Welcome to my space for the reflections on topic 4 – Design for online and blended learning
My ONL journey ended as I started. Again, I was stunned that I haven’t heard about a concept that has been around for more than twenty years now. This time, it was the “The Community of Inquiry Model” also known as Garrison, Anderson, and Archer’s Inquiry Model (Garrison et al., 1999).
In the webinar with Dr. Robin Kay on the topic “Thriving Online in Higher Education” which is “a condensed version of a workshop for higher education instructors built on over 15 years of experience in online and blended learning” (‘ONL222 Topic 4 Event’, 2022) I saw again how great it is to hear an expert talk on the subject.
My current practice consists of online and blended learning concepts, which I have adopted from my colleagues. I feel comfortable with the different formats and could already see valuable hints during the webinar on how to enrich my concepts. Firstly, to better motivate my students by making the benefits of my teaching clearer. And on the other hand, to relieve my students, they don’t always have to know everything, but it would be nice if they know at person “x” or place “y” I can get support for my studies.
What I definitely have in mind for 2023 is to analyze my courses and align them with the “Community of Inquiry Educator Survey”. As well as really take time to read the «Thriving Online in Higher Education» (Kay et al., 2022).
When I think of a few ways to support, encourage, and guide students in online and blended learning environments, this comes to my mind:
- Provide clear instructions and expectations for online assignments and activities. The better I communicate what is expected of students. The better they can meet expectations.
- Encourage open communication and foster a sense of community among students. This can be done through virtual group discussions and collaboration on projects. Tools like the breakout rooms or Miroboard come to my mind here.
- Offer regular feedback and support on assignments and progress. This can help students stay motivated and on track with their learning. I try to give my students the feeling that they can always ask questions and that they are in a protected space.
- Use a variety of engaging and interactive teaching methods, such as videos, games, and virtual field trips, to keep students engaged and interested. I am thinking here of my lessons with Padlet or Mentimeter.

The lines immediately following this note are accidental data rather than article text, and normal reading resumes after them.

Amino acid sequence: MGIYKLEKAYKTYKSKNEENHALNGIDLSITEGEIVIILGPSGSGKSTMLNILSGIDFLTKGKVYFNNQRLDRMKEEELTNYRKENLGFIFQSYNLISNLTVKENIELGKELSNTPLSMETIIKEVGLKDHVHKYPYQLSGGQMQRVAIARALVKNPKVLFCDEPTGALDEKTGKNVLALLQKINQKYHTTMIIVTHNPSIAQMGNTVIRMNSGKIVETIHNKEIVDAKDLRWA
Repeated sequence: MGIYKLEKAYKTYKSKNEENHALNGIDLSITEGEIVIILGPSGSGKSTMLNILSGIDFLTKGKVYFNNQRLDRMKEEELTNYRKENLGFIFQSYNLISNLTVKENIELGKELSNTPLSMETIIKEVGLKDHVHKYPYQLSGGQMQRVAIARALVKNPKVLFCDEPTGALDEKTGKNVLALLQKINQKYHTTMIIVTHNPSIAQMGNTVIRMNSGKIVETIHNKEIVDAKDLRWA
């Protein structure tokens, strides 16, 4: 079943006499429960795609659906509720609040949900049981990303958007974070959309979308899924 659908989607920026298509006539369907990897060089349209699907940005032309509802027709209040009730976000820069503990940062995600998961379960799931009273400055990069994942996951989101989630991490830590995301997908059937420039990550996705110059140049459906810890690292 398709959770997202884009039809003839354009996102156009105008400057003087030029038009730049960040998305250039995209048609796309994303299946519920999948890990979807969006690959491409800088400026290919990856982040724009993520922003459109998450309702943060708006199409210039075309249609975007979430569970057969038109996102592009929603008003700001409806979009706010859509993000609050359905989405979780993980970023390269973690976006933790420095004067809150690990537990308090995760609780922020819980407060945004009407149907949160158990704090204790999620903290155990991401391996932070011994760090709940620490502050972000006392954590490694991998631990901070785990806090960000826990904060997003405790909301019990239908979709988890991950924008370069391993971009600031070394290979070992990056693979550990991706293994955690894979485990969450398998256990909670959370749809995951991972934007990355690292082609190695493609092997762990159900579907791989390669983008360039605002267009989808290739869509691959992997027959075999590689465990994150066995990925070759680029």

- Provide access to resources and support for students who may need extra help, such as tutoring or accommodations for learning differences. Whether it’s the link to additional resources or to the help desk, students need extra points of contact.
Overall, the key is to create a positive and supportive learning environment that is tailored to the needs of individual students. Of course, this takes a lot of time. But I think this time is so well spent when it comes to long-term success for my students in their studies.
Cleveland-Innes, M. & Wilton, D. (2018). Guide to Blended Learning. Burnaby: Commonwealth of
Learning. Appendix 1. p.74-77
Garrison, D. R., Anderson, T., & Archer, W. (1999). Critical Inquiry in a Text-Based Environment: Computer Conferencing in Higher Education. The Internet and Higher Education, 2(2–3), 87–105. https://doi.org/10.1016/S1096-7516(00)00016-6
Kay, R. H., Hunter, W. J., Lauricella, S., Craig, C. D., Mann, A., Dwyer-Kuntz, T., Hughes, J., Petrarca, D., Power, R., Bahula, T., Morrison, L., Banks, L., Barber, W. S., DiPasquale, J., Eamer, A., Edmunds, T. K., Jackson, T., Li, J., Muirhead, B., … Thompson, S. (2022). Thriving Online: A Guide for Busy Educators. Ontario Tech University. https://doi.org/10.51357/TMSM9420
ONL222 Topic 4 event: Webinar with Dr. Robin Kay. (2022, November 17). Open Networked Learning. https://www.opennetworkedlearning.se/onl222-course-overview/onl222-topic-4-design-for-online-and-blended-learning/onl222-topic-4-event-webinar-with-dr-robin-kay/